Romeo and Juliet
Dr. Michael Delahoyde
Washington State University
ROMEO AND JULIET
Paris informs Friar Lawrence of the upcoming marriage and Juliet’s supposed excessive grief for Tybalt, which is serving as the reason for the haste towards the wedding. The nervous Friar keeps quiet. Juliet arrives and, showing her increasing maturity, converses politely until Paris leaves. A reference to evening Mass shows Shakespeare’s knowledge: evening Mass was forbidden by the Pope, but Verona did continue it. Juliet wants to die, but the Friar has a plan: consent to marry Paris, take a drug Wednesday night that will “put her into a cataleptic trance” (Asimov 495) — i.e., make her seem dead for 42 hours. He’ll tell Romeo about this plan (through a note sent with another friar); he and Romeo will be in the mausoleum when she wakes; and Romeo can take her away to Mantua. Juliet immediately agrees to this plan.
Asimov says that “For the first time in the play, there is a sizable gap in time. Some thirty-six hours are skipped over and it is Wednesday night” (Asimov 496). But that can’t be right because by the end of the scene the decision has been made to move the ceremony up a day from Thursday to tomorrow. In any case, the Capulets are preparing for the wedding when Juliet arrives and announces her change of heart and repentence for her “disobedient opposition” (IV.ii.18). She begs forgiveness on her knees. She has already seen Paris at Friar Lawrence’s, so he knows the wedding is on. Juliet is able to be duplicitous with all, including the Nurse. But Dad is delighted that “this same wayward girl is so reclaim’d” (IV.ii.47).
The Nurse has been helping Juliet choose clothes, and Juliet’s mother wonders if they need help, but now Juliet wants to be alone to pray, so both the Nurse and Lady Capulet are dismissed from the room. “Juliet knows she is an actress. The language of ‘acting’ in both senses — stage performance and activity — pervades her speeches” (Garber 208). Juliet has wild thoughts about death and wonders about a variety of glitches in the plan: maybe the drug won’t work, maybe the Friar gave her poison to cover his role in the coming bigamy, maybe she’ll awaken but suffocate in the tomb, maybe she’ll run mad and dash her own brains out with the tibia of an ancestor! Nevertheless, she downs the drug.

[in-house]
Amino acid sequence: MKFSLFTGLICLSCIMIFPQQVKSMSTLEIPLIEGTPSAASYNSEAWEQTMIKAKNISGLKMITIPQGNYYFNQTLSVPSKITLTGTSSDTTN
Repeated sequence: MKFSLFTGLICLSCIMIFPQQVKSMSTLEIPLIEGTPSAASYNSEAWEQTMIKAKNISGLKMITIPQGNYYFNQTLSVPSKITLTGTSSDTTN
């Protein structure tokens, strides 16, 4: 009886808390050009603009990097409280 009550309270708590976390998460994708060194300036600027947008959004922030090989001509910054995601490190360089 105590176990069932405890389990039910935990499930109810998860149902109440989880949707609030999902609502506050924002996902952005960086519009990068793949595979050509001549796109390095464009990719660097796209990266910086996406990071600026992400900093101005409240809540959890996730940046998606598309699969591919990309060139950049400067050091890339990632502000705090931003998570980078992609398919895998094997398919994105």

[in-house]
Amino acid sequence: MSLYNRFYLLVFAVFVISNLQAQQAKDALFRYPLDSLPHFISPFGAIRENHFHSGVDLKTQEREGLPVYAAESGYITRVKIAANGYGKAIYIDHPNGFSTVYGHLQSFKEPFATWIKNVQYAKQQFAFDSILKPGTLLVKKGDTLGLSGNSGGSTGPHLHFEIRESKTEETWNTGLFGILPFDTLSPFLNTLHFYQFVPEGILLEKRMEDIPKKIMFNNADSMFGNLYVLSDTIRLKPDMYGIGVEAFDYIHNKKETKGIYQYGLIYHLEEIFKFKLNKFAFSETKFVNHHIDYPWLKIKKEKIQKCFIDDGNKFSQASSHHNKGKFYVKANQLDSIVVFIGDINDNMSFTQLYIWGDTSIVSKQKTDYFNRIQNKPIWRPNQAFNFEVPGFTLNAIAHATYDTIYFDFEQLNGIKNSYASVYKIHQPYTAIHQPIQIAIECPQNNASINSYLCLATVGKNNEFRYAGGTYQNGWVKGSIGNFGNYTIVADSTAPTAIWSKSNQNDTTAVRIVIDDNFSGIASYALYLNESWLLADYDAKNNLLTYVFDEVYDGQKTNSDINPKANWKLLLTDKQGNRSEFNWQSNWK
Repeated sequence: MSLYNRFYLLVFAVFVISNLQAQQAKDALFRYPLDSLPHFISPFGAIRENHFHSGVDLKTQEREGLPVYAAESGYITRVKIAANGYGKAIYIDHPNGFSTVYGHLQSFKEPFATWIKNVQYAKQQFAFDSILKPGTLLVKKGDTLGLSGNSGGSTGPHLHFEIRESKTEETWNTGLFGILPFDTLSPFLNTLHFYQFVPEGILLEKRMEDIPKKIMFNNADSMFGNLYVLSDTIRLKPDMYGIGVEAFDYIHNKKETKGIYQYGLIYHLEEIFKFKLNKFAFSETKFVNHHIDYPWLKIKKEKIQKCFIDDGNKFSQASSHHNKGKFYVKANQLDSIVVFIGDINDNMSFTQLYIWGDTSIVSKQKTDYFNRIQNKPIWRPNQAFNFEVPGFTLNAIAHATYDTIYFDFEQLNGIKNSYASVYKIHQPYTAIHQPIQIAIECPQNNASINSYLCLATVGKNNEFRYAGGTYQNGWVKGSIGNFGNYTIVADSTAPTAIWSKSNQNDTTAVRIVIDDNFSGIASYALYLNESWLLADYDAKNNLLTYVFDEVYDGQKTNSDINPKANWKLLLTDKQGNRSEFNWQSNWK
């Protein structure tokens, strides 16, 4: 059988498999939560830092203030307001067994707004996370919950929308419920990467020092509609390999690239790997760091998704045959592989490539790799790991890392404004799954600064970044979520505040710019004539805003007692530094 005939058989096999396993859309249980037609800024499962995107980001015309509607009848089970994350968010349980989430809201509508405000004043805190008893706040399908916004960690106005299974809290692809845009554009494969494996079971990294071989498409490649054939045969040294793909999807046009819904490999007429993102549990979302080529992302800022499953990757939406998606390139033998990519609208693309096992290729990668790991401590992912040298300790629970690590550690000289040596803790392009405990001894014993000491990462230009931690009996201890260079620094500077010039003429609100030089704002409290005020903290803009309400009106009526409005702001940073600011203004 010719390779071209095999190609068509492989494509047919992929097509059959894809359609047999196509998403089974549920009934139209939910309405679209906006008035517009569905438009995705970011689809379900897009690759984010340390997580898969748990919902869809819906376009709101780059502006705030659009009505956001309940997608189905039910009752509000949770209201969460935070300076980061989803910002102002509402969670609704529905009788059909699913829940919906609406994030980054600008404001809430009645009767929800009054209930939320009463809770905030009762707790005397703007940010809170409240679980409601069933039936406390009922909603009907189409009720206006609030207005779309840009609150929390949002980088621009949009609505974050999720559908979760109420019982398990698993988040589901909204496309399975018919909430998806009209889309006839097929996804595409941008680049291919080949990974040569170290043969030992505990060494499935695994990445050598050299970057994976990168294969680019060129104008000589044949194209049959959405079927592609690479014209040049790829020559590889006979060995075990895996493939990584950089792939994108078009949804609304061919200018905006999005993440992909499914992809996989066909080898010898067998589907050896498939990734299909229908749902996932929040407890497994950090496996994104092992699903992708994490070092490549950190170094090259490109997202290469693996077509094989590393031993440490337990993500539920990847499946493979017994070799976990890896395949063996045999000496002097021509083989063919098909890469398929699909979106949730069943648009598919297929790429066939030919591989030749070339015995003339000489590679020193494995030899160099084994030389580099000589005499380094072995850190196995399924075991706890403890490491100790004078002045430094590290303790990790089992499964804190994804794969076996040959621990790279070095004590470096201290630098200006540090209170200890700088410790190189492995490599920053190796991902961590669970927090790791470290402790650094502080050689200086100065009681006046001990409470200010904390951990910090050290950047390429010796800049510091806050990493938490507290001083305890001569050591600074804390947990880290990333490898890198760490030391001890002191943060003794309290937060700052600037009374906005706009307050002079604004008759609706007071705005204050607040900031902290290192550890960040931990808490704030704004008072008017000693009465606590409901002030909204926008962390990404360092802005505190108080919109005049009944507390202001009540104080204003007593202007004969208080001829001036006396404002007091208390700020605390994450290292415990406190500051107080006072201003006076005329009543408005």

Early Wednesday morning, the Capulet household is abuzz with preparations. The Capulet parent banter with each other, and Old Capulet is jocular with a servant. He hears Paris arriving and sends the Nurse to wake Juliet.
The discovery of Juliet’s apparent death is met with woe, first by the Nurse, then Lady Capulet, then Juliet’s father:
Out alas, she’s cold,
Her blood is settled, and her joints are stiff;
Life and these lips have long been separated.
Death lies on her like an untimely frost
Upon the sweetest flower of all the field.
. . .
O son, the night before the wedding day,
Hath Death lain with thy wife. There she lies,
Flower as she was, deflowered by him.
Death is my son-in-law, Death is my heir,
My daughter he hath wedded. I will die,
And leave him all; life, living, all is Death’s.
The Friar offers perhaps conciliatory words about the afterlife: “She’s not well married that lives married long, / But she’s best married that dies married young” (IV.v.77-78). The wedding preparations are shifted towards a funeral theme: “And all things change them to the contrary” (IV.v.90).
The Nurse’s servant Peter exchanges contentious would-be wit with the musicians. He requests the song “Heart’s Ease,” but the exchange devolves into Peter threatening, “I will carry no crotchets, I’ll re you, I’ll fa you. Do you note me?” (IV.v.18-19). He also quotes a lyric:
When griping griefs the heart doth wound,
[And doleful dumps the mind oppress,
Then music with her silver sound….
According to the 1576 Paradise of Dainty Devices, this isRichard Edwards’ “In Commendation of Music.” But Oxford is inextricably tied up in these leads.